The regulations provide that the ALJ must undertake a specific five-step sequential analysis in the process of evaluating a disability. In the First Step, the ALJ must determine whether the claimant is currently engaged in substantial gainful activity. 20 C.F.R. §§ 404.1520(b), 416.920(b). If not, in the Second Step, the ALJ must determine whether the claimant has a severe impairment or a combination of impairments significantly limiting him from performing basic work activities. Id. §§ 404.1520(c), 416.920(c). If so, in the Third Step, the ALJ must determine whether the claimant has a severe impairment or combination of impairments that meets or equals the requirements of the Listing of Impairments ("Listing"), 20 C.F.R. 404, Subpart P, App. 1. Id. §§ 404.1520(d), 416.920(d). If not, in the Fourth Step, the ALJ must determine whether the claimant has sufficient RFC despite the impairment or various limitations to perform his past work. Id. §§ 404.1520(f), 416.920(f). If not, in the Fifth Step, the burden shifts to the Commissioner to show that the claimant can perform other work that exists in significant numbers in the national economy. Id. §§ 404.1520(g), 416.920(g). If a claimant is found to be disabled or not disabled at any step in the sequence, there is no need to consider subsequent steps. Tackett v. Apfel, 180 F.3d 1094, 1098-99 (9th Cir. 1999); 20 C.F.R. §§ 404.1520, 416.920.

DISCUSSION

A. The ALJ Did Not Err in the Step Two Determination Regarding Plaintiff's Upper Extremity Impairments While the ALJ's decision determined at Step Two that Plaintiff had "severe" impairments

of fibromyalgia, degenerative disc disease, and depression, the ALJ also determined that Plaintiff's complaints for irregular heartbeat, diabetes, hypertension were "non-severe," and her complaint of hand and wrist pain was "not medically determinable." (AR 14-15.) Plaintiff contends that the ALJ erred regarding the finding as to Plaintiff's hand and wrist pain, as Plaintiff had complained of this pain in her disability reports, her physician had found positive phalens and tinels signs on clinical examination, and an EMG nerve conduction study confirmed a diagnosis of carpal tunnel syndrome. (Doc. 18, 4:16-19.) Defendant contends that Plaintiff failed to demonstrate that her hand and wrist pain were severe. (Doc. 19, 4:21-6:3.)

1. Legal Standard

A plaintiff bears the burden of proving that she is disabled. Meanel v. Apfel, 172 F.3d 1111, 1113 (9th Cir. 1999); 20 C.F.R. §§ 404.1512(a), 416.912(a). The mere diagnosis of an impairment is not sufficient to sustain a finding of disability. Key v. Heckler, 754 F.2d 1545, 1549 (9th Cir. 1985); see also Matthews v. Shalala, 10 F.3d 678, 680 (9th Cir. 1993) (mere existence of impairment is insufficient proof of disability). A person is disabled if her impairments are severe and meet the durational requirement of twelve months. 20 C.F.R. §§ 404.1505, 404.1520(a), 416.905, 416.920(a). A severe impairment is one that significantly limits the physical or mental ability to perform basic work activities. Id. §§ 404.1520(c), 416.920(c).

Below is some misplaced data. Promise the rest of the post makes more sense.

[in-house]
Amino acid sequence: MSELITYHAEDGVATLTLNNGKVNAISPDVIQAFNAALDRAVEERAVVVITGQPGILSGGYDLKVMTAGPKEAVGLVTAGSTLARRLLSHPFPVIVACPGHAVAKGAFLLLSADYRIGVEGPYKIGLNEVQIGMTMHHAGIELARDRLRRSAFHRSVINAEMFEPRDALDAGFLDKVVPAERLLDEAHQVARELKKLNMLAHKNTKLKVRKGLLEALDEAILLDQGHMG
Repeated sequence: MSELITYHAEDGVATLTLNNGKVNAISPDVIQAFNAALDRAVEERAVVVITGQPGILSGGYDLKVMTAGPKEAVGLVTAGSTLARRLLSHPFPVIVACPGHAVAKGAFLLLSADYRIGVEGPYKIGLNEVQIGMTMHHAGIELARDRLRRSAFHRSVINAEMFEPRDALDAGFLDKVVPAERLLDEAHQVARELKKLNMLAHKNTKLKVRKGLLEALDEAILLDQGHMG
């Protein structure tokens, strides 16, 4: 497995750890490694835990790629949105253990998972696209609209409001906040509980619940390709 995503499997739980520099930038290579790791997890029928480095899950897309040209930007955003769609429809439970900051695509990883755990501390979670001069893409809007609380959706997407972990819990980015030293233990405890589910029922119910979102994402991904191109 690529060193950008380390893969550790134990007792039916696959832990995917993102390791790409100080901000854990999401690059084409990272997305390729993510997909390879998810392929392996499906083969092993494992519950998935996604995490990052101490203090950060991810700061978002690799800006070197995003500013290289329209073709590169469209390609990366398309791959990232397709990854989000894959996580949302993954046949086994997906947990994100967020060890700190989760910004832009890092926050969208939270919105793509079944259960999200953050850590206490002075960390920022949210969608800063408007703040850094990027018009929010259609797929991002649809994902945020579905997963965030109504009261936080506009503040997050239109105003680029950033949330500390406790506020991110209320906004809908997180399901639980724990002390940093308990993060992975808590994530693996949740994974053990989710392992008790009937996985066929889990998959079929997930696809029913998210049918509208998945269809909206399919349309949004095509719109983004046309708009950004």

To satisfy the Step Two requirement of a severe impairment, the claimant must prove the physical or mental impairment by providing evidence consisting of signs, symptoms, and laboratory findings; the claimant's own statement of symptoms alone will not suffice. See id. §§ 404.1508, 416.908. In determining whether an impairment or combination of impairments is "severe," an ALJ should carefully examine the medical findings that describe the impairments and make an "informed judgment" about the limitations and restrictions the impairment and related symptoms impose on the person's physical and mental ability to do basic work activities. Social Security Ruling*fn4 ("SSR") 96-3p.

An impairment or combination of impairments is found "not severe" and a finding of "not disabled" is made at Step Two if the medical evidence establishes only a slight abnormality or a combination of slight abnormalities that would have no more than a minimal effect on an individual's ability to work, even if the individual's age, education, or work experience were specifically considered (i.e., the person's impairments have no more than a minimal effect on his physical or mental abilities to perform basic work activities). SSR 85-28. The Step Two inquiry is a de minimis screening device to dispose of groundless or frivolous claims. Bowen v. Yuckert, 482 U.S. 137, 153-154 (1987); Webb v. Barnhart, 433 F.3d 683, 686 (9th Cir. 2005).

2. Plaintiff Did Not Demonstrate Her Hand and Wrist Pain Was Severe

In analyzing Plaintiff's hand and wrist pain at Step Two, the ALJ noted that Plaintiff "complained of wrist and hand pain in July 2008 . . . . [She] was referred to a specialist; however there does not appear to be any follow-up visits or subsequent complaints of pain. There was no diagnosis of any impairment with her wrists." (AR 15.) As such, the ALJ found that "this impairment seems to be not medically determinable." (AR 15.)

Plaintiff contends that she "testified to hand/wrist pain which limits her ability to perform data entry, use the phone and hold dishes. Her complaints are supported by identifiable objective findings." (Doc. 18, 4:24-25.) However, as noted above, Plaintiff cannot establish a physical impairment by her own statement of symptoms alone. See 20 C.F.R. §§ 404.1508, 416.908. Instead, she must provide "medical evidence consisting of signs, symptoms, and laboratory findings." Id. Although Plaintiff's brief contends that there were "identifiable objective findings" and that the ALJ should have considered this "evidence," Plaintiff fails to articulate what those findings were and what evidence the ALJ failed to consider in making a determination as to the severity of Plaintiff's impairments. (Doc. 18, 4:24-27.) Plaintiff's brief is devoid of any analysis to support her contentions. (See Doc. 18, 4:16-27.)